7.6 Respondent contends that Complainant has failed to establish the threshold requirement of rights in a trade mark which is identical or confusingly similar to the domain name. Respondent asserts that Complainant has no registered trade mark and has produced no proof that Complainant's alleged trade mark, consisting of two common descriptive words, has acquired a secondary meaning as indicating the goods or services of Complainant. Respondent cites the case of Porto Chico Stores Inc. v. Otavio Zambon – WIPO Case No. D2000-1270, (November 15, 2000) and 2E Corporation v. IMAGYSIS Inc.-Case AF0162. Respondent further asserts that the businesses of Complainant and Respondent are separate and distinct and cites Credit Management Solutions, Inc. v. Collex Resource Management-WIPO Case No. D2000-0029, (March 17, 2000).
7.7 Respondent asserts that the evidence establishes that it has a legitimate interest in the domain name based on its business strategy outlined in paragraph 5.4 above.
7.8 Respondent contends that Complainant has failed to establish that the domain name has been registered and is being used in bad faith and in response to Complainant's citation of cases which have been decided against Mr Folkening or interests with which he is associated, cites cases in which the complaint has failed – Safmarine v. Network Management – WIPO Case No. D2000-0764, (October 23, 2000) and Eplan Software and Service GmbH and Co. K.G. v. Chad Folkening et al- WIPO Case No. D2000-0806, (September 28, 2000).
7.9 Respondent further contends that Complainant has failed to prove bad faith, that there is no evidence that the domain name was registered for the purpose of resale to Complainant, or that it was registered for the purpose of disrupting Complainant's business, diverting internet users to its website by creating confusion, or preventing Complainant from reflecting its trade mark in a corresponding domain name.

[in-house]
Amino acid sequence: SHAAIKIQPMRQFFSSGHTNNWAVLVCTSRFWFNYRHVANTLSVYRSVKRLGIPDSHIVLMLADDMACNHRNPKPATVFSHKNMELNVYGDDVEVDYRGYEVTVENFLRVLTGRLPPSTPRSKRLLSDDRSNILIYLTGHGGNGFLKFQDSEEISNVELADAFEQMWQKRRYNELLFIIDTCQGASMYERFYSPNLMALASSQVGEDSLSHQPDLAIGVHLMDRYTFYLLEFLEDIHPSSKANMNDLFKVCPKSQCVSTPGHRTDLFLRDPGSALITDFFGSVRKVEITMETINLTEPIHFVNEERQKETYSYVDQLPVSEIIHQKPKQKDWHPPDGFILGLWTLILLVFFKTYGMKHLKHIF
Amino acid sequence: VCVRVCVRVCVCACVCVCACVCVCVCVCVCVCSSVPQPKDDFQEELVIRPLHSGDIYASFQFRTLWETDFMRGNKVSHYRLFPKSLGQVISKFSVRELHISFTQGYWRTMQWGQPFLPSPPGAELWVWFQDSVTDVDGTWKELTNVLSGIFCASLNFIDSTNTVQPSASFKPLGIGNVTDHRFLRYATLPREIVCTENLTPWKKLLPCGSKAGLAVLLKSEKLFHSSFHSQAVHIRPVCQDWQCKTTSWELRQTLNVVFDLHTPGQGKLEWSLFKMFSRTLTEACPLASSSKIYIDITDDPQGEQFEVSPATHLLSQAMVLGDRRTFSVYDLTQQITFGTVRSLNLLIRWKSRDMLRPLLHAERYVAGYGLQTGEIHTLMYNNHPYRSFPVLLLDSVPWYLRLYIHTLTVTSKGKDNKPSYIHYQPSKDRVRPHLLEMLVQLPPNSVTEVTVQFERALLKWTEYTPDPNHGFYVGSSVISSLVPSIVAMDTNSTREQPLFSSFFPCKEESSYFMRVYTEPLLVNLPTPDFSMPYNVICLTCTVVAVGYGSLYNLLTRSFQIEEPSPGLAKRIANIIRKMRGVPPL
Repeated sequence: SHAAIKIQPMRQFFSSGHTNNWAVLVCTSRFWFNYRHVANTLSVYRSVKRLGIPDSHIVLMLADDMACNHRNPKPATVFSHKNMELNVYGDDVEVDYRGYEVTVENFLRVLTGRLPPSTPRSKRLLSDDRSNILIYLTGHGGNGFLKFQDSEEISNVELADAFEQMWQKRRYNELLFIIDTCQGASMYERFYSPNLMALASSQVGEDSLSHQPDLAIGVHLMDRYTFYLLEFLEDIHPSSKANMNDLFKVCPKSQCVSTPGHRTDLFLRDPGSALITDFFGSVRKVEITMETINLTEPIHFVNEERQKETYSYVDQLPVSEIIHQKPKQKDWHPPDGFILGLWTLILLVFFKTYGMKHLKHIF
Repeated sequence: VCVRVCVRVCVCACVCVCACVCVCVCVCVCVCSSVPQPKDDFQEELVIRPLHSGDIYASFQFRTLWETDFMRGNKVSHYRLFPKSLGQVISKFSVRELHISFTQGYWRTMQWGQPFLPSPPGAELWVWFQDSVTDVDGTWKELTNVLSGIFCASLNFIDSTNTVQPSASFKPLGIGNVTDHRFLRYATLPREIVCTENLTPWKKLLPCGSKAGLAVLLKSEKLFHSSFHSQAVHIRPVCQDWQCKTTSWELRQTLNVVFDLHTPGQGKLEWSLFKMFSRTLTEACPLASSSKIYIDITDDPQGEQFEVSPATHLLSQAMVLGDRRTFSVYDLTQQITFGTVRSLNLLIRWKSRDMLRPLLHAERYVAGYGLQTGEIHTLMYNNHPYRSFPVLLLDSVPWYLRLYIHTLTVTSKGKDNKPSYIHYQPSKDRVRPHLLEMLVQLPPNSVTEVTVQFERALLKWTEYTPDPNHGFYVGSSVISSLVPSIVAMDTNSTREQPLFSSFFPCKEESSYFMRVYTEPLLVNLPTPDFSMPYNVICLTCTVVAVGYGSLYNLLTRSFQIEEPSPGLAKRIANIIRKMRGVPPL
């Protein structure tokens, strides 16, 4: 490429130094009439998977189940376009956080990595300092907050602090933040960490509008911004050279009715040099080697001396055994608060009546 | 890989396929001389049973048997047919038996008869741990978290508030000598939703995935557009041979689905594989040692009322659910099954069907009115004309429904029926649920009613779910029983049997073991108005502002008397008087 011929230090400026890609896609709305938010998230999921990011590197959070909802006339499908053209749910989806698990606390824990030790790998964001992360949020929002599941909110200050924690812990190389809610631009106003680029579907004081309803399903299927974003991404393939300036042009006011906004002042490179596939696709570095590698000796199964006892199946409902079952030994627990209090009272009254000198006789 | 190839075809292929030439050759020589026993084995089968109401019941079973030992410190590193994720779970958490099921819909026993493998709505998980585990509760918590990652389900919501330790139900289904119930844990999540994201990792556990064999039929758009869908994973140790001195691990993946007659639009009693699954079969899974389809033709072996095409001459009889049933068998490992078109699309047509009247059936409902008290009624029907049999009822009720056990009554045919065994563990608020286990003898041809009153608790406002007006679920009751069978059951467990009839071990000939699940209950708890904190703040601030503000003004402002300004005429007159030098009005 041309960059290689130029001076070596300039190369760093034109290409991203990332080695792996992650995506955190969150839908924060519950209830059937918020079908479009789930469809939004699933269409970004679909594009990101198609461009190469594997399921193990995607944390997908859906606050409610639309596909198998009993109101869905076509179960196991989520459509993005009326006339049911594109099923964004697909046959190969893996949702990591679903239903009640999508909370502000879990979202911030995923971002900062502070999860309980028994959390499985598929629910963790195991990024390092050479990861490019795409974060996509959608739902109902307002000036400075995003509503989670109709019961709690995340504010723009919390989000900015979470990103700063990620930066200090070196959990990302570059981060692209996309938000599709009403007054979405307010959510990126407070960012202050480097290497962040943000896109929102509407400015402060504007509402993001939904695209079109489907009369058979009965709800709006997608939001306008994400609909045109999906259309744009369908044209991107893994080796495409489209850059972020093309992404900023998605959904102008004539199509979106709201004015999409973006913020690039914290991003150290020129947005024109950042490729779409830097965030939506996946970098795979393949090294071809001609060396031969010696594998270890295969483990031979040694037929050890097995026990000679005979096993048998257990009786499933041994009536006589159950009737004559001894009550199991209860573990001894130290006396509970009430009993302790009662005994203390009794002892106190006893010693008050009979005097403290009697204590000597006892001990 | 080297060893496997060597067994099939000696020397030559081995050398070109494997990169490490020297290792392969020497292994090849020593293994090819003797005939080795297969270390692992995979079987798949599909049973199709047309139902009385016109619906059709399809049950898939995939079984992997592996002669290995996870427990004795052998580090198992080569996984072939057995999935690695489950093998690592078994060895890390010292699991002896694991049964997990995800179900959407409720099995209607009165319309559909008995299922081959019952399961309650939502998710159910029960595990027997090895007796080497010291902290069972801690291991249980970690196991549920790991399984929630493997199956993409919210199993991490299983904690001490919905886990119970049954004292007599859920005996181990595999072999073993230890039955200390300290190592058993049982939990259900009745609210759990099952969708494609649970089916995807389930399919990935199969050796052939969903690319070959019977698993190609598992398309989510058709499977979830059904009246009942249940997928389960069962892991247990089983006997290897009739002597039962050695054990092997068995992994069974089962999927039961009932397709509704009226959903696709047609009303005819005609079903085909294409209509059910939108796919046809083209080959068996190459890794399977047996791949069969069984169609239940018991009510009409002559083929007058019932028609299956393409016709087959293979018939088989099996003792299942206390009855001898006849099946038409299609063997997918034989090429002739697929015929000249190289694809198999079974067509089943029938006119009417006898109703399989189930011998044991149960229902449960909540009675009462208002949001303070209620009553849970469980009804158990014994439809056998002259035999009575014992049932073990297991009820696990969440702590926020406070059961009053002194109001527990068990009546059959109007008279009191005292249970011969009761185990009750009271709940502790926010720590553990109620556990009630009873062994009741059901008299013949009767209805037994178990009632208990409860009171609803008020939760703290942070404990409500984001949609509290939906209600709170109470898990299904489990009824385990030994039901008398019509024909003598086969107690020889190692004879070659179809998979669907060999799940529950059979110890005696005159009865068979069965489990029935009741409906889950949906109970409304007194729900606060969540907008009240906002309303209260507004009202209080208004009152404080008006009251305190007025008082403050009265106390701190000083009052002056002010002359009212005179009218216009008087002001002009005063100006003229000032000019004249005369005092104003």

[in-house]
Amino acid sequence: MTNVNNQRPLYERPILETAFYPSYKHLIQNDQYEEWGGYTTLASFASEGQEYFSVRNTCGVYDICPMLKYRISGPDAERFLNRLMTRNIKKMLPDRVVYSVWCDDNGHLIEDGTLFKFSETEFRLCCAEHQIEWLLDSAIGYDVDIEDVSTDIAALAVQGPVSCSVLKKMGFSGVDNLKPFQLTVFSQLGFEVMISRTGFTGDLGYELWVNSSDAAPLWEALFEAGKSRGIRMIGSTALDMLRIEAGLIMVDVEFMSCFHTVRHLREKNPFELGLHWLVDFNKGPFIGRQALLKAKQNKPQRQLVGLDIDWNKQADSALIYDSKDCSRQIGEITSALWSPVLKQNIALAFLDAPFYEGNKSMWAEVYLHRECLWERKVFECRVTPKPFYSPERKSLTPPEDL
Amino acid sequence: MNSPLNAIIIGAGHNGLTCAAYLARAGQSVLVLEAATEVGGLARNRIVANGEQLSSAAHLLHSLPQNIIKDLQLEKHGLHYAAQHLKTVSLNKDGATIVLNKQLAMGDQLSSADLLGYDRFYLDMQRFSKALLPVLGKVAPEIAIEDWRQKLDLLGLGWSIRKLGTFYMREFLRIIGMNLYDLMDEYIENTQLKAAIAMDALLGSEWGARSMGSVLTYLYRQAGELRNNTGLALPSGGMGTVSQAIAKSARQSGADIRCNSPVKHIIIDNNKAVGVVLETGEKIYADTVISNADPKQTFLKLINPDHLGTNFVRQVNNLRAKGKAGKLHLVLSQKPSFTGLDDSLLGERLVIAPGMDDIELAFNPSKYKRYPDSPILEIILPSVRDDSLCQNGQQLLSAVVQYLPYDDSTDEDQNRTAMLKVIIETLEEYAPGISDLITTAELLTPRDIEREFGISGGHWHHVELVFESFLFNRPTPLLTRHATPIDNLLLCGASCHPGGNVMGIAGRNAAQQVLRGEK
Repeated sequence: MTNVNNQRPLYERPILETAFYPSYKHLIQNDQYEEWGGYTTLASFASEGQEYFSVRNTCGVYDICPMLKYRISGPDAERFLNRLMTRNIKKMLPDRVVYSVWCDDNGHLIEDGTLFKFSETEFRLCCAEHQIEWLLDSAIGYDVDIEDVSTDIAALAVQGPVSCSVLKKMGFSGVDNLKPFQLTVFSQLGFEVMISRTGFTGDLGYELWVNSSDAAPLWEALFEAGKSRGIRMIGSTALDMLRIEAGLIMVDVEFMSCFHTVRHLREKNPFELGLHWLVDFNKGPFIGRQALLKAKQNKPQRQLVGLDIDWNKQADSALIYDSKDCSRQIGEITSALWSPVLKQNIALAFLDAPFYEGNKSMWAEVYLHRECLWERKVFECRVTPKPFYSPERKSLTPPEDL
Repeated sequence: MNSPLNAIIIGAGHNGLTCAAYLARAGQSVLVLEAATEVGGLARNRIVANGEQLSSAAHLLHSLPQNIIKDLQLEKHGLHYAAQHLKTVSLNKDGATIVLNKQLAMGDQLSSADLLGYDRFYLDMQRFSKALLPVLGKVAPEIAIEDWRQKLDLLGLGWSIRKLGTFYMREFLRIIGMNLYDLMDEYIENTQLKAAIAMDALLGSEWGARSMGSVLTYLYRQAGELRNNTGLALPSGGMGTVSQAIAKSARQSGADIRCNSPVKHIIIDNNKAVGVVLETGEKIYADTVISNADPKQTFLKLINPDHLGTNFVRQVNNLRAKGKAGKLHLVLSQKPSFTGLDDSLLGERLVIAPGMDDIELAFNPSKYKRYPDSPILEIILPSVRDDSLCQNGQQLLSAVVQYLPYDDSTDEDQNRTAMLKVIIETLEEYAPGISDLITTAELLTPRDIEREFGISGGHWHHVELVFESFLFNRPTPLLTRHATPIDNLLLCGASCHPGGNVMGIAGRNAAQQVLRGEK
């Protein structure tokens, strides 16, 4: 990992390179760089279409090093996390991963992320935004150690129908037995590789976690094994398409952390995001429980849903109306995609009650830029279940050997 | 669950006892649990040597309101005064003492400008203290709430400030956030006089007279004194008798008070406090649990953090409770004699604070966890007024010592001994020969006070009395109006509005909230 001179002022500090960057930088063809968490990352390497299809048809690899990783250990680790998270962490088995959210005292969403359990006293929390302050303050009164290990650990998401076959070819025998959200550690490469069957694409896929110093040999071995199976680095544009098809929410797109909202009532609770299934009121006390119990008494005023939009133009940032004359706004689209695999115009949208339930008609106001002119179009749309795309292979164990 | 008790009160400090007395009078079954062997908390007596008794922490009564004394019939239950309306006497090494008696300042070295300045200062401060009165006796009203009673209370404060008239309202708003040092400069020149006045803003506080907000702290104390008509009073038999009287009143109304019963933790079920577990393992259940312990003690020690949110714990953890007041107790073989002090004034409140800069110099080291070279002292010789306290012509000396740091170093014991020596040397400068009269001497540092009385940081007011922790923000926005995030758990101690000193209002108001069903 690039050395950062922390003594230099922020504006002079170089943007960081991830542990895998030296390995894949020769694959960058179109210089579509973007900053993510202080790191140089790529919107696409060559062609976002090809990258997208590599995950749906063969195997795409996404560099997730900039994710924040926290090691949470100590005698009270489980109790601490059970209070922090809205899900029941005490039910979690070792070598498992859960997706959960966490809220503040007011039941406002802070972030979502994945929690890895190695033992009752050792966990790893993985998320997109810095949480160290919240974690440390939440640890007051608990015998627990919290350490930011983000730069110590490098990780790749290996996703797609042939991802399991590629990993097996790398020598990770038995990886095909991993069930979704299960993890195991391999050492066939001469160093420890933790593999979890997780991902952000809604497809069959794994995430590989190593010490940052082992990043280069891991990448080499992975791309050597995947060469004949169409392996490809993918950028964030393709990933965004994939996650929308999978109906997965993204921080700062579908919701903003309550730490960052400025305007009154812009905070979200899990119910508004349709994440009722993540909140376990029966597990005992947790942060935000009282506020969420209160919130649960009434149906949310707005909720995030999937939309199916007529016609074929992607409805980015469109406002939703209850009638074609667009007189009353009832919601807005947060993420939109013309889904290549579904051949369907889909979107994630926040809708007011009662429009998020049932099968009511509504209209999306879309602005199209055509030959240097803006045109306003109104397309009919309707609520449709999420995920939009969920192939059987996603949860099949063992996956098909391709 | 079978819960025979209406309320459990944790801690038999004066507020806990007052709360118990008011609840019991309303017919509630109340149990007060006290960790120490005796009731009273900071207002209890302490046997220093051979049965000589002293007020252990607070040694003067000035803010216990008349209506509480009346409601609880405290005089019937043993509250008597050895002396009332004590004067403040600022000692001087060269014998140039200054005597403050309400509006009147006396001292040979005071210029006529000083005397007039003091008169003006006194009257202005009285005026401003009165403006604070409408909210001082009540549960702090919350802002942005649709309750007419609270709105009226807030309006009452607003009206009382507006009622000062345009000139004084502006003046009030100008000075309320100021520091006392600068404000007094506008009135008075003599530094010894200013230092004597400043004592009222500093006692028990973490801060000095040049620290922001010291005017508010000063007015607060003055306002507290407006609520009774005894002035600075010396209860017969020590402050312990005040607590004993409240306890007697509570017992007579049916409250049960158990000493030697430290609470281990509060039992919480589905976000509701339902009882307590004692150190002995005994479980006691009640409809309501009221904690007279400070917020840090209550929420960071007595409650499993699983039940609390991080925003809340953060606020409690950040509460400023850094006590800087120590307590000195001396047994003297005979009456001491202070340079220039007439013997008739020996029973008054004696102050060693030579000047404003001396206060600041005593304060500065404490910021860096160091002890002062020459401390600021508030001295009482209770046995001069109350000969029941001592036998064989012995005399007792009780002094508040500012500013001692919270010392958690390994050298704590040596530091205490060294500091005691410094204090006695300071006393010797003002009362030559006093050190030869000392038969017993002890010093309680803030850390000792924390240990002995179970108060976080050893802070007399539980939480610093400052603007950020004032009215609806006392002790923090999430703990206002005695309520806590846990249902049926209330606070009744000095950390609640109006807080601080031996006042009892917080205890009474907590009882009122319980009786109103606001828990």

7.10 Complainant contends the Complaint was filed in bad faith and constitutes reverse domain name hijacking. Respondent points to Complainant's applications for registration of the trade mark shortly before the filing of the Complaint and cites the decision in Shermak's Retail Ltd. v. CES Marketing Group Inc.-Case AF-0104 where the Panel found bad faith to exist, "if the Complainant has an obvious interest in obtaining the Respondent's domain name for its own use, yet lacks even a plausible argument on each of the elements set forth in paragraph 4(a) of the ICANN Policy."
7.11 Respondent requests the Panel to make a finding pursuant to paragraph 15(e) of the Rules and to award attorney's fees and costs to it.
8. Discussion and Findings
Identical or Confusingly Similar Domain Name
8.1 The Panel finds that Complainant has demonstrated that it has rights in the trade mark "Internet Content". The fact that the mark consists of common and aptly descriptive words means that Complainant faces more than the usual onus of
showing such rights. However, accepting Complainant's assertions, its use of the trade mark, though short in time, has been fairly substantial and probably
sufficient to establish a reputation in the limited field in which it works. Its trade mark applications are pending and, if those applications are successful, substantial rights, presently inchoate, will be established. For the purposes of the Policy, it is not necessary for Complainant to show that its rights are such that it would succeed in an action for statutory infringement or common law passing off or that its business is the same or of the same description as that of Respondent.
8.2 Save for the running together of the two words "Internet" and "Content" the operative part of the domain name is identical with the trade mark. The Panel therefore finds that the domain name is identical to the trade mark "Internet Content" in which Complainant has rights.
Respondent's Rights or Legitimate Interests
8.3 The onus of proof in establishing absence of rights or legitimate interests and registration and use in bad faith is on Complainant, see paragraph 4(a) of the Policy. Though the burden of proof is a shifting one – see John Swire & Sons Ltd v. David Huang – WIPO Case No. D2000-1106, (December 5, 2000) the primary burden is on Complainant.